Small Part Delivery (Known Time—Unknown Quantity)
Kanban Calculation Examples
Understanding the Breakdown of the Product Mix
Planning at the Cell Level
Delivering the Parts to the Cell
Calculating Delivery Frequency
Calculating the Number of Kanban Delivered
Making Your Routes More Efficient
Call Part Delivery (Known Quantity—Unknown Time)
Sequence Part Delivery (Known Time—Unknown Quantity)
Planning: Supporting Processes
Modeling Our Scheduling Process
True Assembly-Based Production
The Role of Production Control
Supply Chain Complexity
Supply Chain Integration
Other Supply Chain Considerations
Tim Conrad serves as Director of Operational Excellence for Gates Corporation, one of the world’s leading manufacturers of industrial and automotive products, systems, and components, and a subsidiary of Tomkins PLC, a world-class global engineering and manufacturing group. Conrad oversees projects that link Gates Corporation’s manufacturing plants and distribution centers with key customers.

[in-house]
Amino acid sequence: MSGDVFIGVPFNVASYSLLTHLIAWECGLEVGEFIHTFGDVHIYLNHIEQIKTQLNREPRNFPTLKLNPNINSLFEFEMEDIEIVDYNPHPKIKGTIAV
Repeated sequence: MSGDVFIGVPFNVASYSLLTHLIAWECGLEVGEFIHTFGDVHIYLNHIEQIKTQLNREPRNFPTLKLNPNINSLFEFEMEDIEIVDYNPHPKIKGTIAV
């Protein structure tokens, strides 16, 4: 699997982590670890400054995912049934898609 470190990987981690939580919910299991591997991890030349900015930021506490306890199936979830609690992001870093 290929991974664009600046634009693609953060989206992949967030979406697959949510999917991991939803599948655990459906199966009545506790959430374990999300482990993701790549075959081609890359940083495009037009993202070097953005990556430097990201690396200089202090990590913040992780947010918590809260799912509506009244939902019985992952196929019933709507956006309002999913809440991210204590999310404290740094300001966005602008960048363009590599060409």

Conrad served previously from September 2004 to August 2007 as Lean Implementation Manager of Gates World Wide Power Transmission operations. Prior to that Conrad spent nine years with Toyota Motor Manufacturing Kentucky, located in Georgetown, Kentucky. At Toyota, Conrad held positions in production planning, materials, and internal and external logistics.
Conrad holds a bachelor’s degree from Northwood University in Midland, Michigan, and a master’s in business administration with a specialty in international management from the University of Maryland.
Robyn Rooks is founder and president of MPnL Solutions, Inc., and has been helping companies in the United States, Canada, Mexico and Europe for the past 10 years to develop and implement Lean production systems with great success. He has created a culture change within nonunion and union organizations by working with management and the shop floor. He emphasizes building a “doing it with you” not a “doing it to you” culture.